Wednesday, September 23, 2009

How I Saved Almost $30,000

We (meaning my family) had a need.  We just added a sixth child to our family and our faithful minivan, with a total of seven seats, was no longer sufficient to safely hold our entire crew.  Without too many 8-seaters on the market, we started looking for a new vehicle to purchase.  We found a very nice lightly-used suburban for $30,000, and it filled our need and then some.

However, something stopped us from actually making the purchase.  Sure, all the bells and whistles of the new vehicle were nice, I just could not get comfortable with spending $30,000 for another seat.  The suburban was certainly worth $30,000, but when cast in the light of our actual need, it was quite excessive.

We received a referral to a qualified company that does seat covers and installations.  For $195 we had an additional seat retro-fitted and installed between the two captain chairs in the middle row.  We did not need a new suburban because our minivan had everything else we needed, except for an eighth seat.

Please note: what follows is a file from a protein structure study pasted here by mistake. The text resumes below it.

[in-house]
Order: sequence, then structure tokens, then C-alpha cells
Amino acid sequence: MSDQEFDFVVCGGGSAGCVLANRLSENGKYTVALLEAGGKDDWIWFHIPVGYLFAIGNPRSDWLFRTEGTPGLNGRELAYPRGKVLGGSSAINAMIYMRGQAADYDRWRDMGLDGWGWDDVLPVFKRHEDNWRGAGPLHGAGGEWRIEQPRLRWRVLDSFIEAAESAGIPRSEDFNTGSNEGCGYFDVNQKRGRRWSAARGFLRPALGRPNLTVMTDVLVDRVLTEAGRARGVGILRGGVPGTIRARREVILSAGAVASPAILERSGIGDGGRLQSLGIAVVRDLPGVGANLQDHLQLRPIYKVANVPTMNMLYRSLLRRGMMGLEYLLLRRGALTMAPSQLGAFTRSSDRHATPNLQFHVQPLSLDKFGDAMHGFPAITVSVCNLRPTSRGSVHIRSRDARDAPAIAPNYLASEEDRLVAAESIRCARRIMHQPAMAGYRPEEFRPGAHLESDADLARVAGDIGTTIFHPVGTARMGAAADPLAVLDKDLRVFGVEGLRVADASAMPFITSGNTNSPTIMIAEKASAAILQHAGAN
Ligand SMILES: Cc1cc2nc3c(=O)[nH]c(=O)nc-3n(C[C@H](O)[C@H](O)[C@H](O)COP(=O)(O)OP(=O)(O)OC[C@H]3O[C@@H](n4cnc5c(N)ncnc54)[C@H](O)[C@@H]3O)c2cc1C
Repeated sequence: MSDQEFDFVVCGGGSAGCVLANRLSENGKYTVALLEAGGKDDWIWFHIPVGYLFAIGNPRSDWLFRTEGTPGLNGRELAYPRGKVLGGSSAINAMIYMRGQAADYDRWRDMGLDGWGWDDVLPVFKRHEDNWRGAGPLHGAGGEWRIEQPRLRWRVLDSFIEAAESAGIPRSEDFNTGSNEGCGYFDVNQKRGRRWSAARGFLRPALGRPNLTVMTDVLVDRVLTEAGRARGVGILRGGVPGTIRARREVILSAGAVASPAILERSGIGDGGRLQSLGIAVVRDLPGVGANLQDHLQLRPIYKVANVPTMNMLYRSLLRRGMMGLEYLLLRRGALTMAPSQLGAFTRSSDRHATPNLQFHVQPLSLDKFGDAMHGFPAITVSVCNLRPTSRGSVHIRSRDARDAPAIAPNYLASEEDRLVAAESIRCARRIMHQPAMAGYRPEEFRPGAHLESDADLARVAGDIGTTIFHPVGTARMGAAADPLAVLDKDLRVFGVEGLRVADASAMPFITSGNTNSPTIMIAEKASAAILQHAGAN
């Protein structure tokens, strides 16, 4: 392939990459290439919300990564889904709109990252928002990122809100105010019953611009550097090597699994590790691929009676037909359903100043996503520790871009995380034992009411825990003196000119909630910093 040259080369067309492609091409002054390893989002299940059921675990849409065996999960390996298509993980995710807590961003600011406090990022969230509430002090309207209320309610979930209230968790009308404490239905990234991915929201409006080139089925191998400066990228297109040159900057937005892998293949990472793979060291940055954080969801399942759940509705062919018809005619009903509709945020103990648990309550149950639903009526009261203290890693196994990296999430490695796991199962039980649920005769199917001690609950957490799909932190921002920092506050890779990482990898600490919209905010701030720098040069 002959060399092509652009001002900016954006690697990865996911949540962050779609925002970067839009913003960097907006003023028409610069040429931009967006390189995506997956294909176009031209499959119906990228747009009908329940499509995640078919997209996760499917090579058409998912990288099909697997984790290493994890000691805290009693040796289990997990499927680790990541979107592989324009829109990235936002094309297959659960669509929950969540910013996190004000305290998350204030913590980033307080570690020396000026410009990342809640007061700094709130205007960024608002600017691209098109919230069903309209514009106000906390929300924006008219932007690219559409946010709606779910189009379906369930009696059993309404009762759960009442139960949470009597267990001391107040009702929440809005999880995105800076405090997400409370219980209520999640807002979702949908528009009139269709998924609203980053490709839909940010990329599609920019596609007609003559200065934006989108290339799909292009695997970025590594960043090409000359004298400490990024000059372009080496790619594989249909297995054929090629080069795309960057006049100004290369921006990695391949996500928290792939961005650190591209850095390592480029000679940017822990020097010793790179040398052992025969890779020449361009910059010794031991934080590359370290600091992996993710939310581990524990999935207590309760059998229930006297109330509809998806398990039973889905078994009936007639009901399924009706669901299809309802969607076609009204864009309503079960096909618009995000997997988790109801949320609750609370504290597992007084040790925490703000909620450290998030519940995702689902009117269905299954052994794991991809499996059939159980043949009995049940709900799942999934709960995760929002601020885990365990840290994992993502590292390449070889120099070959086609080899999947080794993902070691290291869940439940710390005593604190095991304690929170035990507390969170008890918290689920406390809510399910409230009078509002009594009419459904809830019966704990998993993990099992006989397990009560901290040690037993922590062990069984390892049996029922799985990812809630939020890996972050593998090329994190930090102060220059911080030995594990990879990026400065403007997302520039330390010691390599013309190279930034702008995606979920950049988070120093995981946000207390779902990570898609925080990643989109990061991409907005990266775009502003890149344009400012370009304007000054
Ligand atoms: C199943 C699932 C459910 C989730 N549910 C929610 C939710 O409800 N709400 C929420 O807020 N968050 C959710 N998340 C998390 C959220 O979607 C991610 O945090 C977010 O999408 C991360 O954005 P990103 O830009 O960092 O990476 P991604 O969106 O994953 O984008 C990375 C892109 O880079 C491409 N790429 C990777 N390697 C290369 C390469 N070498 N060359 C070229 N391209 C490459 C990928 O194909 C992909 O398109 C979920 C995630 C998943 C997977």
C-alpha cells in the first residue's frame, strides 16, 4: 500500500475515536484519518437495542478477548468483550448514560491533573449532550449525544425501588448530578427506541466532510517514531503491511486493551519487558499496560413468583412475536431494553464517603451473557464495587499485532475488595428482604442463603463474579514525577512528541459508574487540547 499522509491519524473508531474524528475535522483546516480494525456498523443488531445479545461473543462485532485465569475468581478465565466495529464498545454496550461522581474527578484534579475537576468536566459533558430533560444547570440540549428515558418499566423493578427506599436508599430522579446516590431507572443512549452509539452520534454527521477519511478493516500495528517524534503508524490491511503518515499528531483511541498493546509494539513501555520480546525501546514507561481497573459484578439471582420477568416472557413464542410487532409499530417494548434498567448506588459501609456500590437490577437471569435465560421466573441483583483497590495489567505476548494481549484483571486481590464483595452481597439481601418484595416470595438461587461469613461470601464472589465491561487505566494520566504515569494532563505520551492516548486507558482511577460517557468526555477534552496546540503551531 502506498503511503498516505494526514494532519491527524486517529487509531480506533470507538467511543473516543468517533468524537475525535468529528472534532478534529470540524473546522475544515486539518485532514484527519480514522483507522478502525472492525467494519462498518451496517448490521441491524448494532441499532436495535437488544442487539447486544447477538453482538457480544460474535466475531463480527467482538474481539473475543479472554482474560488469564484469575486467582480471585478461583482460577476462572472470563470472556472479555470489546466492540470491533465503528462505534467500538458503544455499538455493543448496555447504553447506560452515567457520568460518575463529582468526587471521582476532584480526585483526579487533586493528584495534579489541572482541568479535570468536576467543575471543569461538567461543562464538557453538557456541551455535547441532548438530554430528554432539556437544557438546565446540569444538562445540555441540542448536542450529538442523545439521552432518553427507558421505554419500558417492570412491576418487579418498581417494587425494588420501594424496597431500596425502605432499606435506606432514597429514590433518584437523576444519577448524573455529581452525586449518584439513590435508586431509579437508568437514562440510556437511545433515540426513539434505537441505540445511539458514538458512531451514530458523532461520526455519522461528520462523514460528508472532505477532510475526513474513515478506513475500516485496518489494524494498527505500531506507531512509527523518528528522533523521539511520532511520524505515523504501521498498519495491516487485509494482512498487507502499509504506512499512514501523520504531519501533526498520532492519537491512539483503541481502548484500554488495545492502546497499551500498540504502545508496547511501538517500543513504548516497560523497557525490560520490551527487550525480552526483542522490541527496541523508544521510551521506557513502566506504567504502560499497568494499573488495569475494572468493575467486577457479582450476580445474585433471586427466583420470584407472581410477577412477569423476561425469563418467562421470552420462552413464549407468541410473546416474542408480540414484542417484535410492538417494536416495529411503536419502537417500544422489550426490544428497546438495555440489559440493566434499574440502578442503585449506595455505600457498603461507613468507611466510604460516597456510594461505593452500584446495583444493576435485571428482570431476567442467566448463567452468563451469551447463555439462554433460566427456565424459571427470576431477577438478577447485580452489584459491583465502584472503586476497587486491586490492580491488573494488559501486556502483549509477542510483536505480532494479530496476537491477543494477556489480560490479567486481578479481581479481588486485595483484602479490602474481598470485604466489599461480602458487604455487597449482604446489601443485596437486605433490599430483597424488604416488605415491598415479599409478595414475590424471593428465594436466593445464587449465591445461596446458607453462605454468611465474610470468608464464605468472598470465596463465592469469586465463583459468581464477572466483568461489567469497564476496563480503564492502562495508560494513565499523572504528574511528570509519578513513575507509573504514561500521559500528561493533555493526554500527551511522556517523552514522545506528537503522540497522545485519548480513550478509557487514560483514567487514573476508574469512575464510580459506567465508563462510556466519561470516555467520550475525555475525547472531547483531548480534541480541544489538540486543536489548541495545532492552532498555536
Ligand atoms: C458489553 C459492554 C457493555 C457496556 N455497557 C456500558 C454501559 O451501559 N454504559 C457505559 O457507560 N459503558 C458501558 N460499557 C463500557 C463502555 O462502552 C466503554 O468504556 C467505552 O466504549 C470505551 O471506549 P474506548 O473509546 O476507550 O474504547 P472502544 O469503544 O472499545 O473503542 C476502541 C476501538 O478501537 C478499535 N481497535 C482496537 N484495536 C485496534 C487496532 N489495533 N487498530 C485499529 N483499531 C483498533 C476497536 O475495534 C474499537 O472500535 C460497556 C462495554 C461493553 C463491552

So, what is my point?  Too many companies focus too much on selling their product or service rather than meeting the needs of their customers.  Most customers do not know exactly what they need – they suffer from information overload.  They want an expert to get to know them and their situation, and then recommend exactly what will best fill their needs and bring them the most value.

I failed to mention our good friend who helped us through the experience.  He wholesales cars and, as an expert, helped us find the best value to fill our need.  He earned NOTHING on this transaction, but he has earned our business for life because he took time to learn about us and then, without trying to force one of his cars or other services upon us, helped us find the best deal for us.

The marketing and sales process often fails to identify the core needs of the customer.  Whether we are selling too much or too little, our best long-term proposition is to know the needs of our customers and fill them.  Up-selling is okay as long as we do not overlook the needs of our customers.